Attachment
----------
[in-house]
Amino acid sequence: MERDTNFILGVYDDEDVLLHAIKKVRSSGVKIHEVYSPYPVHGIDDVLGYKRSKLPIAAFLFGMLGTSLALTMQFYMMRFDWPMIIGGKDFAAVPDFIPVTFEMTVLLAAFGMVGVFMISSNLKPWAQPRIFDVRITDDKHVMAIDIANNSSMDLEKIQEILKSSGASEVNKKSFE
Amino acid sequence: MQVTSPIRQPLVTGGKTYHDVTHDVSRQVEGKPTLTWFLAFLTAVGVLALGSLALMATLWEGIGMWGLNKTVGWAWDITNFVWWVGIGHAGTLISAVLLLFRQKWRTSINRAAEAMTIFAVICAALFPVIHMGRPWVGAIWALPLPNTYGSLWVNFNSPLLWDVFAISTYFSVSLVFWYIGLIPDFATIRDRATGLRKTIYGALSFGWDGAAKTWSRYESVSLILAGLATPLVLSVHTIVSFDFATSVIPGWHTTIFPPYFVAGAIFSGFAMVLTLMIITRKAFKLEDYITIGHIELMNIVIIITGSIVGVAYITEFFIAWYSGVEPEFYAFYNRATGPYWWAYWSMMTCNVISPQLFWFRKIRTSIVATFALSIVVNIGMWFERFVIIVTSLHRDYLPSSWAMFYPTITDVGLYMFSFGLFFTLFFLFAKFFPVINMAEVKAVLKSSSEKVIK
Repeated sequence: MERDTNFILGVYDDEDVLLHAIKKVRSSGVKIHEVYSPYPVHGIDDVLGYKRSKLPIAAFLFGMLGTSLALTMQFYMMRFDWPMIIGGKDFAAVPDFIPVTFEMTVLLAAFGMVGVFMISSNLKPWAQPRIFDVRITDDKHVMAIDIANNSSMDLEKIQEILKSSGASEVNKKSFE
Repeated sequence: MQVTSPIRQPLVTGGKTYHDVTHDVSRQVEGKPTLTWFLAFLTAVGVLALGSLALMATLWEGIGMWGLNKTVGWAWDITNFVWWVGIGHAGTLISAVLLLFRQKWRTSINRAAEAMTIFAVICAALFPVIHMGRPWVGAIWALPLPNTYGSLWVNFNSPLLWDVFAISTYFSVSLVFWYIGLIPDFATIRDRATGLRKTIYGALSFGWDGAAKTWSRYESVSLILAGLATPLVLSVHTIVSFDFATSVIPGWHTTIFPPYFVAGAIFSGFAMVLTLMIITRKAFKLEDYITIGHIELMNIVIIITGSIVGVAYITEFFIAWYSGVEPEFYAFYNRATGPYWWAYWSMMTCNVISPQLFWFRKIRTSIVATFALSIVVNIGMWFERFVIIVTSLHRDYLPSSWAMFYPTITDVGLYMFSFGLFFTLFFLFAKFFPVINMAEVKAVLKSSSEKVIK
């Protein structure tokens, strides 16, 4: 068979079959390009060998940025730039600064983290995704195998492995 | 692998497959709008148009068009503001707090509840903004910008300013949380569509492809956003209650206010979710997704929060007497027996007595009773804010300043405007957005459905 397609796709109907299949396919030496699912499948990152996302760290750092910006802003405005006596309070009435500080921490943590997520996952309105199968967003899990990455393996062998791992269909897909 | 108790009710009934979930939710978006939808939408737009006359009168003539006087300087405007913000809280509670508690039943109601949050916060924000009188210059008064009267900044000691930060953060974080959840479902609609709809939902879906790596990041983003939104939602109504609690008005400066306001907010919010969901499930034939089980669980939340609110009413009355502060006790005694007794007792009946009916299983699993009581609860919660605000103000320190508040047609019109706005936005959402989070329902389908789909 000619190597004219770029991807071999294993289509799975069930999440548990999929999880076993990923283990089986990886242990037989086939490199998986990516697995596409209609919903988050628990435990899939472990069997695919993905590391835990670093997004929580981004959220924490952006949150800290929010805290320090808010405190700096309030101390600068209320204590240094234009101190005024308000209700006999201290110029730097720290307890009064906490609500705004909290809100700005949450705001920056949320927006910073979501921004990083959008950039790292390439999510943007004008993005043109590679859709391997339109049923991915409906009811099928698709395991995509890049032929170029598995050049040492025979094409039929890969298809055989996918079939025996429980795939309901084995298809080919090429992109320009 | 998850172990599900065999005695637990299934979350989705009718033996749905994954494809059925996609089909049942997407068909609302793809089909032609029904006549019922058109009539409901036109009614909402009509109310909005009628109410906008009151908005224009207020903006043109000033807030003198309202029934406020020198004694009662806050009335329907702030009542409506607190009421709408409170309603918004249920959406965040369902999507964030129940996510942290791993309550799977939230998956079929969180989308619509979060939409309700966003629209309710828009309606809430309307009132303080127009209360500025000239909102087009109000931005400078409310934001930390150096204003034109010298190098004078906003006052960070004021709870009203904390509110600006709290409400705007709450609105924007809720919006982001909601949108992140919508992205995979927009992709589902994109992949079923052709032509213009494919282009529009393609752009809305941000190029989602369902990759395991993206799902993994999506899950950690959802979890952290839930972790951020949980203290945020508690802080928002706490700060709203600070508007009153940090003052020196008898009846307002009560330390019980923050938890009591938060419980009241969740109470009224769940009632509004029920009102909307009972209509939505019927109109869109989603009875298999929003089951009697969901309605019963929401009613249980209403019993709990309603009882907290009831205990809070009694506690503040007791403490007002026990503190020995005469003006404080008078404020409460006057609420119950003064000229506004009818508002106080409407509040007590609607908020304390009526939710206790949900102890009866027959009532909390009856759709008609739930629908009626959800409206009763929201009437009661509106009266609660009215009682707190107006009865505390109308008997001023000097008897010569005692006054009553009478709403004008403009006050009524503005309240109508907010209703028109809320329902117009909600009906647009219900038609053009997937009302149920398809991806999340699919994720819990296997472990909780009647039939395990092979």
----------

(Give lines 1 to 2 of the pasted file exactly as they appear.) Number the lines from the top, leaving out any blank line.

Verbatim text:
[in-house]
Amino acid sequence: MERDTNFILGVYDDEDVLLHAIKKVRSSGVKIHEVYSPYPVHGIDDVLGYKRSKLPIAAFLFGMLGTSLALTMQFYMMRFDWPMIIGGKDFAAVPDFIPVTFEMTVLLAAFGMVGVFMISSNLKPWAQPRIFDVRITDDKHVMAIDIANNSSMDLEKIQEILKSSGASEVNKKSFE